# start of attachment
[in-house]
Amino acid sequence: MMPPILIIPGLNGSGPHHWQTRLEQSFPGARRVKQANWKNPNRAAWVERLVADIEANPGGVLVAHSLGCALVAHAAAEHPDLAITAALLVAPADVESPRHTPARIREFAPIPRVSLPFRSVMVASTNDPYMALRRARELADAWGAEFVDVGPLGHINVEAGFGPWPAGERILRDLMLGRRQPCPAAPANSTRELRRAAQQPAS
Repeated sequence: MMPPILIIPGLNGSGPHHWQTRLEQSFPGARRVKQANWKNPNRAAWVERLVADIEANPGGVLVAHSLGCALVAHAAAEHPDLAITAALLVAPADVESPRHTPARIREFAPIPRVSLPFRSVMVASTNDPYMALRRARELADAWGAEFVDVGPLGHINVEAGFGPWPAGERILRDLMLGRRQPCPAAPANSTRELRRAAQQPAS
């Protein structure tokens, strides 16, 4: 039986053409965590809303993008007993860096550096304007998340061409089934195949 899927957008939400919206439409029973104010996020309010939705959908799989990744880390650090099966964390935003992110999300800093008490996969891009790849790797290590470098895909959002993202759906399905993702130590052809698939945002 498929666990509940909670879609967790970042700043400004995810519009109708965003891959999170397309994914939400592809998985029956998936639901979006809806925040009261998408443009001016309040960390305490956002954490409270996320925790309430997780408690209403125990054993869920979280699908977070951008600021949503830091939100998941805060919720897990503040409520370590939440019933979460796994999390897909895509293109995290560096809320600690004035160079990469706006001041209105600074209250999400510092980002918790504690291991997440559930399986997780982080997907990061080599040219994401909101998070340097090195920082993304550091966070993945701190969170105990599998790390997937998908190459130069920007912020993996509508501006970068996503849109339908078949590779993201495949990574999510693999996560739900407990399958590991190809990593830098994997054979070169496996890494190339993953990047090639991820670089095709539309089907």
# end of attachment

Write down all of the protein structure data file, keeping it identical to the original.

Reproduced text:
[in-house]
Amino acid sequence: MMPPILIIPGLNGSGPHHWQTRLEQSFPGARRVKQANWKNPNRAAWVERLVADIEANPGGVLVAHSLGCALVAHAAAEHPDLAITAALLVAPADVESPRHTPARIREFAPIPRVSLPFRSVMVASTNDPYMALRRARELADAWGAEFVDVGPLGHINVEAGFGPWPAGERILRDLMLGRRQPCPAAPANSTRELRRAAQQPAS
Repeated sequence: MMPPILIIPGLNGSGPHHWQTRLEQSFPGARRVKQANWKNPNRAAWVERLVADIEANPGGVLVAHSLGCALVAHAAAEHPDLAITAALLVAPADVESPRHTPARIREFAPIPRVSLPFRSVMVASTNDPYMALRRARELADAWGAEFVDVGPLGHINVEAGFGPWPAGERILRDLMLGRRQPCPAAPANSTRELRRAAQQPAS
């Protein structure tokens, strides 16, 4: 039986053409965590809303993008007993860096550096304007998340061409089934195949 899927957008939400919206439409029973104010996020309010939705959908799989990744880390650090099966964390935003992110999300800093008490996969891009790849790797290590470098895909959002993202759906399905993702130590052809698939945002 498929666990509940909670879609967790970042700043400004995810519009109708965003891959999170397309994914939400592809998985029956998936639901979006809806925040009261998408443009001016309040960390305490956002954490409270996320925790309430997780408690209403125990054993869920979280699908977070951008600021949503830091939100998941805060919720897990503040409520370590939440019933979460796994999390897909895509293109995290560096809320600690004035160079990469706006001041209105600074209250999400510092980002918790504690291991997440559930399986997780982080997907990061080599040219994401909101998070340097090195920082993304550091966070993945701190969170105990599998790390997937998908190459130069920007912020993996509508501006970068996503849109339908078949590779993201495949990574999510693999996560739900407990399958590991190809990593830098994997054979070169496996890494190339993953990047090639991820670089095709539309089907």